Scottish transport giant FirstGroup has yet to secure an extension or replacement for bus recovery grant funding south of the border.
The Aberdeen-based company said in a trading update earlier today it was “engaging with” the Department for Transport regarding an extension to the scheme running in England until early April.
A recovery grant scheme in Wales is currently funded to the end of July 2022.
Passengers are returning to travel again following the easing of the Omicron-related restrictions put in place in December.
David Martin, executive chairman, FirstGroup.
Although all travel restrictions in England ended on February 24, passenger volumes there remain “significantly below” pre-pandemic levels, FirstGroup said.
Further financial support is needed to “maintain services and support the economic recovery”, the firm added.
Earlier this month the Scottish Government announced a new £94 million bus grant scheme, which includes an additional £40m to support passenger volume recovery.
The new funding programme in Scotland starts on April 1, replacing pandemic support arrangements which end on that date.
There was no update from FirstGroup on the hunt for a new chief executive following the departure of Matthew Gregory last autumn.
Mr Gregory quit after the firm’s largest shareholder, Coast Capital, called for him to go in a row over the sale of its First Student and First Transit businesses in North America.
The company then went on to complete the disposal of its iconic Greyhound inter-city coach business across the Atlantic, selling it to German firm FlixMobility for £125m.
Elsewhere in today’s trading statement, FirstGroup said current trading was in line with management’s expectations – notwithstanding the recent Omicron-related travel restrictions
Volumes at First Bus have improved to more than 70% of pre-pandemic levels overall and to around 75% across operations in England since the easing of Covid restrictions.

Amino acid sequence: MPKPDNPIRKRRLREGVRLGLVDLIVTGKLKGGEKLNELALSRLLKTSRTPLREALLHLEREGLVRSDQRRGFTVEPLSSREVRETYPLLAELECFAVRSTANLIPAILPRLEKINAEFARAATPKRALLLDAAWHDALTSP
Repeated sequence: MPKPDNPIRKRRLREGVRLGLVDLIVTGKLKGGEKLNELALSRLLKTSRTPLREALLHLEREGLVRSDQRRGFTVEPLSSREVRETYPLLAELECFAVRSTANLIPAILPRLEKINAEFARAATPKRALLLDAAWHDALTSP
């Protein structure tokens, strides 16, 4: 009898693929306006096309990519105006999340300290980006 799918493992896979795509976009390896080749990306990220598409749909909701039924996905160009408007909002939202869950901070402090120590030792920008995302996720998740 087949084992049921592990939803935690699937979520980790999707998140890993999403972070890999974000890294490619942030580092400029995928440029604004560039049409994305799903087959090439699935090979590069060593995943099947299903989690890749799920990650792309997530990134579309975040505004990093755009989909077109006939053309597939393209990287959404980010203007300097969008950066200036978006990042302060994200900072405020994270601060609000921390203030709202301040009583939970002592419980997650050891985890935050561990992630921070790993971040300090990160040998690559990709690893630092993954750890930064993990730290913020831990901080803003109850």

The bus operations have also been boosted in 2022 by the return to schools and universities after the Christmas and New Year period, when demand is typically lower.
Mileage reductions affecting some routes “have begun to ease as the number of employees self-isolating has reduced in recent weeks”, FirstGroup said.
“Buses have a central role to play in achieving many of society’s objectives”, the company said, adding: “The UK Government’s recently published Levelling Up White Paper reinforced the importance of public transport connectivity.”
FirstGroup – whose shares were up by nearly 3% at 101.8p at market close – also said its management fee-based rail operations were “delivering performance metrics in line with our expectations.”
Executive chairman David Martin added: “We now have a focused and simplified group, and continue to enhance our financial strength and resilience by proactively managing the legacy assets and liabilities associated with last year’s portfolio rationalisation.
“We are pleased that passengers are returning to travel again following the easing of the Omicron-related restrictions put in place in December.
“It demonstrates our conviction there is significant latent demand for travel on our services and we look forward to providing vital connections for our customers as the recovery continues to build.”